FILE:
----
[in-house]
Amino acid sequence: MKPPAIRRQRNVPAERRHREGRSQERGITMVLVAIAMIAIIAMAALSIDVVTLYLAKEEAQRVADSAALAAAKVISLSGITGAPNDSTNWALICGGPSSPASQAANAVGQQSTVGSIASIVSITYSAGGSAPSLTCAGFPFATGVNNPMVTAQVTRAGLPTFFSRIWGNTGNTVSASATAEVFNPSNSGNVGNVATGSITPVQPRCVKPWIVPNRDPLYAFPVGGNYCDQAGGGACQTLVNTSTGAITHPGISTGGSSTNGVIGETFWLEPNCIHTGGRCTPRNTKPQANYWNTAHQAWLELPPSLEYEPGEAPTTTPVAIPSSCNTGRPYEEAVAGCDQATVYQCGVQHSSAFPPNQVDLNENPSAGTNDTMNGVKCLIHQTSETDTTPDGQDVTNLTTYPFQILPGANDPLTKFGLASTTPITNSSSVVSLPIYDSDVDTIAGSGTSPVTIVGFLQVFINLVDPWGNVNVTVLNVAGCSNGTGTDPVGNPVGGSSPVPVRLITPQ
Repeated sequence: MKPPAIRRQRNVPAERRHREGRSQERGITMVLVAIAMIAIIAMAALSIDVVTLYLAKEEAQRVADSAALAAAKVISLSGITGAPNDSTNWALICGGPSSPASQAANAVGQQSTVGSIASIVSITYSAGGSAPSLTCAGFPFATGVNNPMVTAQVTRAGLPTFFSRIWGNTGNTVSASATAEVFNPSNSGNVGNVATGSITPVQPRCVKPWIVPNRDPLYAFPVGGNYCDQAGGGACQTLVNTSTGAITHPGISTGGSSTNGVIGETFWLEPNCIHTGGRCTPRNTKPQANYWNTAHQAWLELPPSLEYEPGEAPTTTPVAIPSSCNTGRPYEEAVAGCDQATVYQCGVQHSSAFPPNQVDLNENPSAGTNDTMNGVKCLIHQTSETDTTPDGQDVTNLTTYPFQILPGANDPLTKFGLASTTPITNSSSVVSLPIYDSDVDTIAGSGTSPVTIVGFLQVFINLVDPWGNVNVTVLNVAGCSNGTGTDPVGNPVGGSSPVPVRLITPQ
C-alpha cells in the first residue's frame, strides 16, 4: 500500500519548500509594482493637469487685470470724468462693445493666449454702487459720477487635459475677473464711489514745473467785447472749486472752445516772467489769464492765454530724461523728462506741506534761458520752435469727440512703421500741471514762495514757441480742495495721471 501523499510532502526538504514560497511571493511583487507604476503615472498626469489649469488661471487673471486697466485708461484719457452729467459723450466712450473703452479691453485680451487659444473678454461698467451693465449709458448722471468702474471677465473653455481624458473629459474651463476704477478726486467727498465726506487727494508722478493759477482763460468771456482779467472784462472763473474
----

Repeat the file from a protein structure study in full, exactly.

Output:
[in-house]
Amino acid sequence: MKPPAIRRQRNVPAERRHREGRSQERGITMVLVAIAMIAIIAMAALSIDVVTLYLAKEEAQRVADSAALAAAKVISLSGITGAPNDSTNWALICGGPSSPASQAANAVGQQSTVGSIASIVSITYSAGGSAPSLTCAGFPFATGVNNPMVTAQVTRAGLPTFFSRIWGNTGNTVSASATAEVFNPSNSGNVGNVATGSITPVQPRCVKPWIVPNRDPLYAFPVGGNYCDQAGGGACQTLVNTSTGAITHPGISTGGSSTNGVIGETFWLEPNCIHTGGRCTPRNTKPQANYWNTAHQAWLELPPSLEYEPGEAPTTTPVAIPSSCNTGRPYEEAVAGCDQATVYQCGVQHSSAFPPNQVDLNENPSAGTNDTMNGVKCLIHQTSETDTTPDGQDVTNLTTYPFQILPGANDPLTKFGLASTTPITNSSSVVSLPIYDSDVDTIAGSGTSPVTIVGFLQVFINLVDPWGNVNVTVLNVAGCSNGTGTDPVGNPVGGSSPVPVRLITPQ
Repeated sequence: MKPPAIRRQRNVPAERRHREGRSQERGITMVLVAIAMIAIIAMAALSIDVVTLYLAKEEAQRVADSAALAAAKVISLSGITGAPNDSTNWALICGGPSSPASQAANAVGQQSTVGSIASIVSITYSAGGSAPSLTCAGFPFATGVNNPMVTAQVTRAGLPTFFSRIWGNTGNTVSASATAEVFNPSNSGNVGNVATGSITPVQPRCVKPWIVPNRDPLYAFPVGGNYCDQAGGGACQTLVNTSTGAITHPGISTGGSSTNGVIGETFWLEPNCIHTGGRCTPRNTKPQANYWNTAHQAWLELPPSLEYEPGEAPTTTPVAIPSSCNTGRPYEEAVAGCDQATVYQCGVQHSSAFPPNQVDLNENPSAGTNDTMNGVKCLIHQTSETDTTPDGQDVTNLTTYPFQILPGANDPLTKFGLASTTPITNSSSVVSLPIYDSDVDTIAGSGTSPVTIVGFLQVFINLVDPWGNVNVTVLNVAGCSNGTGTDPVGNPVGGSSPVPVRLITPQ
C-alpha cells in the first residue's frame, strides 16, 4: 500500500519548500509594482493637469487685470470724468462693445493666449454702487459720477487635459475677473464711489514745473467785447472749486472752445516772467489769464492765454530724461523728462506741506534761458520752435469727440512703421500741471514762495514757441480742495495721471 501523499510532502526538504514560497511571493511583487507604476503615472498626469489649469488661471487673471486697466485708461484719457452729467459723450466712450473703452479691453485680451487659444473678454461698467451693465449709458448722471468702474471677465473653455481624458473629459474651463476704477478726486467727498465726506487727494508722478493759477482763460468771456482779467472784462472763473474